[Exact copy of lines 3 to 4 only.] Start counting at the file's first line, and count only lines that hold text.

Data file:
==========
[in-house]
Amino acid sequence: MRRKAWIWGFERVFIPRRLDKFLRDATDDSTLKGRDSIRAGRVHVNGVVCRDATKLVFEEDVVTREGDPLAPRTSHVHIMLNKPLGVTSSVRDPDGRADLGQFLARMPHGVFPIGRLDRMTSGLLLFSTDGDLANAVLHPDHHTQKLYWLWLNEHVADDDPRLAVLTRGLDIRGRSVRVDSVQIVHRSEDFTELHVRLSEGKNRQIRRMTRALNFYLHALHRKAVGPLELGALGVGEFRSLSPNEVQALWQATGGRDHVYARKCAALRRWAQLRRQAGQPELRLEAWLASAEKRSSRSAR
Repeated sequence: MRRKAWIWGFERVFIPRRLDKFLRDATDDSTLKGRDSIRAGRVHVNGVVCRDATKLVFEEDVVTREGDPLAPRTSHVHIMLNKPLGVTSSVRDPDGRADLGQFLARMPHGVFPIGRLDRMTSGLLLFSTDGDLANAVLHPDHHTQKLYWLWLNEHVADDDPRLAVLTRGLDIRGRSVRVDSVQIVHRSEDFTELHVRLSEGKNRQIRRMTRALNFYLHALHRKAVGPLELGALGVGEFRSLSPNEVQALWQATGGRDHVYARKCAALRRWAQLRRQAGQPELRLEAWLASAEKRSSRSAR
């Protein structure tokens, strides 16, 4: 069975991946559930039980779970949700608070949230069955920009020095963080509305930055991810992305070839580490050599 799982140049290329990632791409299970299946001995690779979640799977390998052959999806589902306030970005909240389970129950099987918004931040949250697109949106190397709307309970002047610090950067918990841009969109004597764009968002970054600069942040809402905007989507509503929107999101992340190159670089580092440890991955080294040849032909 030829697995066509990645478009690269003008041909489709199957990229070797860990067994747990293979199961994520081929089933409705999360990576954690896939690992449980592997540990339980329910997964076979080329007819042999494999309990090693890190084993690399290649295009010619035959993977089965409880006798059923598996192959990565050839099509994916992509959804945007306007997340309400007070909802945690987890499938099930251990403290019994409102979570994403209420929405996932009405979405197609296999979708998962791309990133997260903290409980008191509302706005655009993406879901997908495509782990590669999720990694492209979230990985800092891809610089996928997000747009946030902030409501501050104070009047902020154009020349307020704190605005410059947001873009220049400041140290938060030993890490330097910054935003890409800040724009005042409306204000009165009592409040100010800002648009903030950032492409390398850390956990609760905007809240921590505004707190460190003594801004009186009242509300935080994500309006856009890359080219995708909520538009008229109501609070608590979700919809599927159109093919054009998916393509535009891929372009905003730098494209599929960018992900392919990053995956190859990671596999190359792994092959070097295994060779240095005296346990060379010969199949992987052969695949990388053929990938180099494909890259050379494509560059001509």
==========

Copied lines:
Repeated sequence: MRRKAWIWGFERVFIPRRLDKFLRDATDDSTLKGRDSIRAGRVHVNGVVCRDATKLVFEEDVVTREGDPLAPRTSHVHIMLNKPLGVTSSVRDPDGRADLGQFLARMPHGVFPIGRLDRMTSGLLLFSTDGDLANAVLHPDHHTQKLYWLWLNEHVADDDPRLAVLTRGLDIRGRSVRVDSVQIVHRSEDFTELHVRLSEGKNRQIRRMTRALNFYLHALHRKAVGPLELGALGVGEFRSLSPNEVQALWQATGGRDHVYARKCAALRRWAQLRRQAGQPELRLEAWLASAEKRSSRSAR
């Protein structure tokens, strides 16, 4: 069975991946559930039980779970949700608070949230069955920009020095963080509305930055991810992305070839580490050599 799982140049290329990632791409299970299946001995690779979640799977390998052959999806589902306030970005909240389970129950099987918004931040949250697109949106190397709307309970002047610090950067918990841009969109004597764009968002970054600069942040809402905007989507509503929107999101992340190159670089580092440890991955080294040849032909 030829697995066509990645478009690269003008041909489709199957990229070797860990067994747990293979199961994520081929089933409705999360990576954690896939690992449980592997540990339980329910997964076979080329007819042999494999309990090693890190084993690399290649295009010619035959993977089965409880006798059923598996192959990565050839099509994916992509959804945007306007997340309400007070909802945690987890499938099930251990403290019994409102979570994403209420929405996932009405979405197609296999979708998962791309990133997260903290409980008191509302706005655009993406879901997908495509782990590669999720990694492209979230990985800092891809610089996928997000747009946030902030409501501050104070009047902020154009020349307020704190605005410059947001873009220049400041140290938060030993890490330097910054935003890409800040724009005042409306204000009165009592409040100010800002648009903030950032492409390398850390956990609760905007809240921590505004707190460190003594801004009186009242509300935080994500309006856009890359080219995708909520538009008229109501609070608590979700919809599927159109093919054009998916393509535009891929372009905003730098494209599929960018992900392919990053995956190859990671596999190359792994092959070097295994060779240095005296346990060379010969199949992987052969695949990388053929990938180099494909890259050379494509560059001509």